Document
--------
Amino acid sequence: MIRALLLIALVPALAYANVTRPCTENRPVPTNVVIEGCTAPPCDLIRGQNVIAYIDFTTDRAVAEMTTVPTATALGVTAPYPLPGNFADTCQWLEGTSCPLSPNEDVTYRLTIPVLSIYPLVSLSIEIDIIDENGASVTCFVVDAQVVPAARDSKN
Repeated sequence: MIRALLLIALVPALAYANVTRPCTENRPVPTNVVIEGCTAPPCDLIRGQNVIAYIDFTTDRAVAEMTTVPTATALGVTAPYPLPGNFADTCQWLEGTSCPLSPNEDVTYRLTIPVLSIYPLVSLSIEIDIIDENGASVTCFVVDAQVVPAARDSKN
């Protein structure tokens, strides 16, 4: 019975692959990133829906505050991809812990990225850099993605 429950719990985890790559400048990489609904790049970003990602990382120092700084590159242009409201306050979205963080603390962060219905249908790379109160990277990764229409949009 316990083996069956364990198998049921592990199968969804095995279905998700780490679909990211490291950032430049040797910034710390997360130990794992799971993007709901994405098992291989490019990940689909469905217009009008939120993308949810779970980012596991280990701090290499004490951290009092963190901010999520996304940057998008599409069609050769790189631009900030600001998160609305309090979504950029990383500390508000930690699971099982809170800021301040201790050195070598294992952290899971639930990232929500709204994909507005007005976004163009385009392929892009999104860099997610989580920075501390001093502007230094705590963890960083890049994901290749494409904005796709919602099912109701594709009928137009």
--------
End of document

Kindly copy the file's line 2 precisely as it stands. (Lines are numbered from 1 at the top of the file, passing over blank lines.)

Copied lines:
Repeated sequence: MIRALLLIALVPALAYANVTRPCTENRPVPTNVVIEGCTAPPCDLIRGQNVIAYIDFTTDRAVAEMTTVPTATALGVTAPYPLPGNFADTCQWLEGTSCPLSPNEDVTYRLTIPVLSIYPLVSLSIEIDIIDENGASVTCFVVDAQVVPAARDSKN